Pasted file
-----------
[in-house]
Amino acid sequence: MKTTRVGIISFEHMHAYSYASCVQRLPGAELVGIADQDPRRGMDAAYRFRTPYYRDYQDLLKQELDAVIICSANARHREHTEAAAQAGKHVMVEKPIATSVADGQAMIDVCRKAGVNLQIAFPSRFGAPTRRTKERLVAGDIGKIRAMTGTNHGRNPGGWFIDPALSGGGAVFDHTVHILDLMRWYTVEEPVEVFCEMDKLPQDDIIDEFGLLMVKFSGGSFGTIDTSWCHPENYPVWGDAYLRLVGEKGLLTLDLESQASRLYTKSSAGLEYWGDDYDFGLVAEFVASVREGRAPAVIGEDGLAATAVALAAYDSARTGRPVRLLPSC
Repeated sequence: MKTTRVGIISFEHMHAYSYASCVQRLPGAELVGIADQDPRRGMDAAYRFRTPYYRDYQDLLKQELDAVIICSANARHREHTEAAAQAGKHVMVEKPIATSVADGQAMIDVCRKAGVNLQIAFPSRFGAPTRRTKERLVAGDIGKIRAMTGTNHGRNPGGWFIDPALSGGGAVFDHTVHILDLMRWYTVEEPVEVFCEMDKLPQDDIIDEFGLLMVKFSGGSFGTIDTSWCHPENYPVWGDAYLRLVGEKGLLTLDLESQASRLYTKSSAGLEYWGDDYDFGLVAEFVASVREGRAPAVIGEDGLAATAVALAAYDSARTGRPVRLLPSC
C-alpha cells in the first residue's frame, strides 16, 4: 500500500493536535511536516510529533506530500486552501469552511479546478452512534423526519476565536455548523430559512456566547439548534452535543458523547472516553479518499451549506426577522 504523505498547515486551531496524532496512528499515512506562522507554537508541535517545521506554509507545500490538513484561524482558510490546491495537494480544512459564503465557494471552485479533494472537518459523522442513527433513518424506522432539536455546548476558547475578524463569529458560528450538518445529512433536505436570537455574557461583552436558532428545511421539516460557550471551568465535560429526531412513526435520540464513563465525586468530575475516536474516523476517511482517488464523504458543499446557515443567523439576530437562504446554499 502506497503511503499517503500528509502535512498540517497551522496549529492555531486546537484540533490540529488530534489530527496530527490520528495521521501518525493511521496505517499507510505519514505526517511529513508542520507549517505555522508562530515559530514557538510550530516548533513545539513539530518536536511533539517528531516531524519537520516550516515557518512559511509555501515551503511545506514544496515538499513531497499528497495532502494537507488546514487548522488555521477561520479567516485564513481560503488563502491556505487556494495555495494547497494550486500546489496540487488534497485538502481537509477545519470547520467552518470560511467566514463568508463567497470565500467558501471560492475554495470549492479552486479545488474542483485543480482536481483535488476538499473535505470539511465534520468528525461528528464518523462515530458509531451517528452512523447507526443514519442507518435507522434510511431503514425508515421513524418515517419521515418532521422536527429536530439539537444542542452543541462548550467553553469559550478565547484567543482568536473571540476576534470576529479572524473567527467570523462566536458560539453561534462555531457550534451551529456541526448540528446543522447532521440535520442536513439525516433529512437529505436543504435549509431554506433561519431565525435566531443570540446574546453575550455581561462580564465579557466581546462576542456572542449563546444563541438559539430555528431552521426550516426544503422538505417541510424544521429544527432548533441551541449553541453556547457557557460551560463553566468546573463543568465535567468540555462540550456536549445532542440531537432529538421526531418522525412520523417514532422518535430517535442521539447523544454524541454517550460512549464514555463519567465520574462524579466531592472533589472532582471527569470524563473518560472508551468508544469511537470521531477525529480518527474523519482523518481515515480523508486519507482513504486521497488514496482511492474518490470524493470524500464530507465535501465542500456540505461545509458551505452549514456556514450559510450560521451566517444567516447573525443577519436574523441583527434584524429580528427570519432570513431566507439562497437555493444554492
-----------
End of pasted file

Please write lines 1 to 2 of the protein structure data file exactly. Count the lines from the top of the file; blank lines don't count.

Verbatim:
[in-house]
Amino acid sequence: MKTTRVGIISFEHMHAYSYASCVQRLPGAELVGIADQDPRRGMDAAYRFRTPYYRDYQDLLKQELDAVIICSANARHREHTEAAAQAGKHVMVEKPIATSVADGQAMIDVCRKAGVNLQIAFPSRFGAPTRRTKERLVAGDIGKIRAMTGTNHGRNPGGWFIDPALSGGGAVFDHTVHILDLMRWYTVEEPVEVFCEMDKLPQDDIIDEFGLLMVKFSGGSFGTIDTSWCHPENYPVWGDAYLRLVGEKGLLTLDLESQASRLYTKSSAGLEYWGDDYDFGLVAEFVASVREGRAPAVIGEDGLAATAVALAAYDSARTGRPVRLLPSC